The Affordable Care Act requires all employers covered by the Fair Labor Standards Act to not only provide a private space for nursing moms to express milk but give them breaks to do it. Along with the federal law, many states and even cities have their own laws, offering even more protections for nursing moms.
But how compliant employers are in supporting nursing moms and providing private rooms to pump is all over the board, said Sheila Janakos, founder of Healthy Horizons, a California firm that offers corporate lactation consultation as well as support for breastfeeding women. A certified lactation consultant, Janakos has offered breastfeeding support for more than 30 years.
“I still to this day have moms calling me with horror stories — how they’re pumping in the bathroom and not allowed to take breaks,” Janakos said.
But Janakos, who consulted with Ford on its rooms, says it’s actually in a company’s best interest — and it bolsters the bottom line — to support nursing moms. Her firm has found a 5-to-1 return on investment for a comprehensive lactation program, meaning for every $1 they spend on a mother’s room and breast pump equipment, they earn $5.
By making it easier for nursing moms, it cuts down on sick days and reduces how much an employer would potentially spend on training a new employee, Janakos said.
“It’s very far-reaching if we’re not supporting them (nursing moms) on the most basic level,” Janakos said. “It’s about making the transition as easy as possible.”
Janakos sees lactation rooms and programs becoming more standard these days.
“When we first started, it was just the one-offs that seemed interested,” she said. “The other ones said, ‘The moms will figure it out.’ It wasn’t on the radar. Now they (employers) know if they want to have happy employees — and retain their employees — they have to have this basic level of service.”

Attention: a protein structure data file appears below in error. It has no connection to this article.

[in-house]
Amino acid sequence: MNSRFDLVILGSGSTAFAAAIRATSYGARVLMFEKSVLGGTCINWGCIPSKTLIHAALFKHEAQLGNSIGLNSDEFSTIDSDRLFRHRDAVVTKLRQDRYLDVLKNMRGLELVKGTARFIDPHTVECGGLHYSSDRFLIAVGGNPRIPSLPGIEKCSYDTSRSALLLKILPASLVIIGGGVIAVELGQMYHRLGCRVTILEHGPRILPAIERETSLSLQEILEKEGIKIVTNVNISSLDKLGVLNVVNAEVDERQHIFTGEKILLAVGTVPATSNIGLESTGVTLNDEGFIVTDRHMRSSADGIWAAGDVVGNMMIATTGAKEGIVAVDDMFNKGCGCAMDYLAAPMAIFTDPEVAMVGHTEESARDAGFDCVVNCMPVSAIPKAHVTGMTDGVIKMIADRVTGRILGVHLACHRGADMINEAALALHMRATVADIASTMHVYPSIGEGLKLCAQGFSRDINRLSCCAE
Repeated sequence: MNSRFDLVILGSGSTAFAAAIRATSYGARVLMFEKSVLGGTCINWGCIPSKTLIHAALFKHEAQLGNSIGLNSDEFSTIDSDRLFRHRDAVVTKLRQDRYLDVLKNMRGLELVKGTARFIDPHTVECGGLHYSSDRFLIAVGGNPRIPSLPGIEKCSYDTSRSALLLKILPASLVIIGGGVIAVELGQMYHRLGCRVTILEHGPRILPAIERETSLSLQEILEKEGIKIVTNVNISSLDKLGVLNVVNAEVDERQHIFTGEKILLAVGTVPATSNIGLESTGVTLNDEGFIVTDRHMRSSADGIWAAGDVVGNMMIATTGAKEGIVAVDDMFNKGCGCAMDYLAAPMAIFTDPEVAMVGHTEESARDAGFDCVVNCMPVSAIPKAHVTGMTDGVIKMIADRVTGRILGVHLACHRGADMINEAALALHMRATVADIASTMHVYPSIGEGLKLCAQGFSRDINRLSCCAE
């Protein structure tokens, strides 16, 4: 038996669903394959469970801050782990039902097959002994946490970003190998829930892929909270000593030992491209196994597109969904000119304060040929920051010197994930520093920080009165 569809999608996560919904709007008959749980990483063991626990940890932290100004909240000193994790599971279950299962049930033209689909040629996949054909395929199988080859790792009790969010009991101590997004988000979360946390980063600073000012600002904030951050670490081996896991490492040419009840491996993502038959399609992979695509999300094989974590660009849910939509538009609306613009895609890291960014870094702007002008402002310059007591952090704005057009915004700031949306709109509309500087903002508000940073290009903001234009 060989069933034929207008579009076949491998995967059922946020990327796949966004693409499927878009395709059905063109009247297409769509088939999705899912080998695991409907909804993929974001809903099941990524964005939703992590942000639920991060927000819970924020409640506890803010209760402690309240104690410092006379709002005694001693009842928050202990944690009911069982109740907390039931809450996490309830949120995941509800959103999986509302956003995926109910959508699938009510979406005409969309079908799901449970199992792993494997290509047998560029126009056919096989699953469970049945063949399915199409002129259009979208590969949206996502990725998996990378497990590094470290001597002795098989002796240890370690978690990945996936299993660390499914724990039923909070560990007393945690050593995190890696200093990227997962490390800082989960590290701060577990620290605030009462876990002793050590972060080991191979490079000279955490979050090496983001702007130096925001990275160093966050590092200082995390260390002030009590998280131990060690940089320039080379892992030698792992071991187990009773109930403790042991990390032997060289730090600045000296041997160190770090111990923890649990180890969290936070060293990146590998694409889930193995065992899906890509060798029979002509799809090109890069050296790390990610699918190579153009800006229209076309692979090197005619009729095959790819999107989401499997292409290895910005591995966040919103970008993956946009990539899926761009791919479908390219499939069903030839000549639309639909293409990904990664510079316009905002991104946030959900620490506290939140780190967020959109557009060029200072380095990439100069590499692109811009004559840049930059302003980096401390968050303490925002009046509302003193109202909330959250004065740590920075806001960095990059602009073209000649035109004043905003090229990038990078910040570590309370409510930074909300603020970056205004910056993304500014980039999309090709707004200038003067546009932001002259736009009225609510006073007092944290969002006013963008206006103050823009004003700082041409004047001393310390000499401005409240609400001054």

Ford focus group
To make Ford’s mother’s rooms just right, the automaker turned to the experts who would know best what would make the perfect lactation room: working moms at Ford.
Shuk said Ford officials outlined a starting design for the rooms but then relied on a focus group of about 60 moms to guide them.
Robertson attended three or four workshops, going over the design. They talked about the amenities the rooms might have, possibly even a vending machine or other breastfeeding supplies.
In the end, “people were more on the side of ‘I really need the room to be private, to be clean, comfortable, but also to be able to get my work done,'” remembers Robertson.
They even tested out more than a dozen chairs, tagging which they liked best.
“There were some that were slouchy and comfortable that you could take a nap in. Some were just uncomfortable,” said Robertson. “In the end, it really came down to we needed substantial chairs that you can sit upright in.”
What they settled on are straight-back chairs that are good for work and pumping. “They get the job done,” said Robertson.
As the mother’s rooms are installed, Shuk said she’s heard positive feedback from both moms and dads at Ford. Shuk says the rooms are just one element of the “culture changing.”
“You start seeing what we want to bring to the employees and where are the moments that matter that set Ford apart,” Shuk said.